Sharn Linney’s life lessons: ‘you only reap what you put in’ *H&H Plus*

The mini pony queen on taking her time, her penchant for bandage sets and her real-life unicorn...

  • Sharn is a leading pony producer. Her team has won at all major shows and is best known for her 2017 HOYS supreme pony winner Thistledown Van-Der-Vaart. She is usually found on the end of the lead-rein, but also rides in the show ring.

    MY career didn’t start in the conventional way. My family owned a livery yard and someone asked me to lead a pony for her at a show. At the time I was working in accountancy with the intention of pursuing that – showing certainly wasn’t the route I planned to go down.

    When I started doing the job professionally it was daunting going up against all the top producers; I didn’t think I stood a chance. But everyone was lovely and welcoming. I learned you should never be afraid to ask a professional if you need advice.

    Horses are animals and we must always remember this. As trainers, we must work with them and not against them – it pays off in the long run. I treat every single pony as an individual.

    One big change I’ve made over the years is not to let other people rush me with my breakers. At first you think you need to try your hardest to get a pony out and winning as quickly as possible. Now, if someone asks me how long it will take to get a pony somewhere I simply say, “it will take as long as it takes”.

    Not everything will always go as planned but don’t give up if things get tough. Hard work, commitment and dedication will see you through.

    There are so many amazing horsemen and women I could aspire to be like. Watching the likes of Rob Walker and Danielle Heath win the supremes at the recent British Show Horse Association (BSHA) Championships (12–13 September) makes you realise how many talented people we have in our industry.

    I’m a very superstitious person. I get weird about things being kept in the same place or done in the same way; if something has worked once I will endeavour to do it again and hopefully the outcome will be the same.

    Each pony has their own stuff because if they win after wearing a certain rug or set of bandages it must be their lucky kit. I try not to change a plan that’s worked before. My outfits are never the same but each pony has to be in the same attire if it’s served them well in the past.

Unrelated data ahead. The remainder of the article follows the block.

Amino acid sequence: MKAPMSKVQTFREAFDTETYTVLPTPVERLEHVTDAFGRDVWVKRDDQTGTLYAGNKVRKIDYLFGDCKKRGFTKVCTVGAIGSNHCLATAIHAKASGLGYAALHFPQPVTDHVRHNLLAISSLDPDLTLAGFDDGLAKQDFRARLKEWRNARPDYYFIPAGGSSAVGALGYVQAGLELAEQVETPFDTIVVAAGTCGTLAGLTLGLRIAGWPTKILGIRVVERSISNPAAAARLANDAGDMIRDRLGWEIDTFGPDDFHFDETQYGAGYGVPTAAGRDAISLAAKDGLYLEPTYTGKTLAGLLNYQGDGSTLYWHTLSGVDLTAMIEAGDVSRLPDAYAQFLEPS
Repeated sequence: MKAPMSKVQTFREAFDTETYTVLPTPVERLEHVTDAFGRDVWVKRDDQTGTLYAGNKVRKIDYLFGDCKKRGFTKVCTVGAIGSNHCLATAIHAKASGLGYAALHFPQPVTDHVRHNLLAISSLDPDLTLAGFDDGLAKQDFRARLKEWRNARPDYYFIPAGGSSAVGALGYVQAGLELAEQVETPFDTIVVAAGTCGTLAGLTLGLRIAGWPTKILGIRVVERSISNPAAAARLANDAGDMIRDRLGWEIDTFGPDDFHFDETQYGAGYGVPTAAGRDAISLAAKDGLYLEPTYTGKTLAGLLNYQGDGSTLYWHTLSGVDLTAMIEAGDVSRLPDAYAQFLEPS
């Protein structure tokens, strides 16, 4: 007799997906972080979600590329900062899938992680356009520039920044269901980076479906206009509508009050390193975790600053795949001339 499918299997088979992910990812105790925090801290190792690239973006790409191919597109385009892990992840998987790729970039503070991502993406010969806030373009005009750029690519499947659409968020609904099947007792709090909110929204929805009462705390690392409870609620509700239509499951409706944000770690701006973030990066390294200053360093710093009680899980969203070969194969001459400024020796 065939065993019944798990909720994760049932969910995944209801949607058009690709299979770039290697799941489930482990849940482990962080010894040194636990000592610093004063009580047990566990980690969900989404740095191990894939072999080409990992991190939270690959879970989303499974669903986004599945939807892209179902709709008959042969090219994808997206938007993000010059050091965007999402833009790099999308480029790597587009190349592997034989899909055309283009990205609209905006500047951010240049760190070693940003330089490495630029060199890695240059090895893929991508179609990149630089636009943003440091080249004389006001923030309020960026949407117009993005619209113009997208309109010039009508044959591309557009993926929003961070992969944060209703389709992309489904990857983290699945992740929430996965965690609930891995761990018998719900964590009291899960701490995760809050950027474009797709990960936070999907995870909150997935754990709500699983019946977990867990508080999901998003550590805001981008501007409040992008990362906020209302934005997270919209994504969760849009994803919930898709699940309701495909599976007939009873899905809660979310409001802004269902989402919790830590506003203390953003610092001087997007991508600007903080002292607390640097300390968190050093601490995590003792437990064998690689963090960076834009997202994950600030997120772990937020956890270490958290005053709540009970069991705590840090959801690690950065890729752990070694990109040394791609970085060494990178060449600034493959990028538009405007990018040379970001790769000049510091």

I always tell my jockeys to focus on everything they’ve learned at home just as they enter the ring. And for them just to try their best. I keep everything fun and lighthearted for them. It’s meant to be a hobby. They need to enjoy it, even when they’re competing in the wind and rain.

    My parents always told me to enjoy every minute and don’t take it to heart if it’s not your day. As my career wasn’t something given to me this has stuck with me.

    I never had substantial financial backing to buy top ponies so I’ve had to dig in and work hard if I wanted to achieve anything. I had to take on ponies which no one else could get going in the hope of riding something good enough to go to the level I wanted. A career with horses isn’t going to carry on if you just sit on the fence; you only reap what you put in.

    I would have loved to have Thistledown Van-Der-Vaart (Charles, pictured above) when
    I was growing up. Charles is every little girl’s dream pony. He is a real-life unicorn and I would have loved to have ridden him at Horse of the Year Show when I was younger. He’s just amazing.

    H&H 24 September 2020


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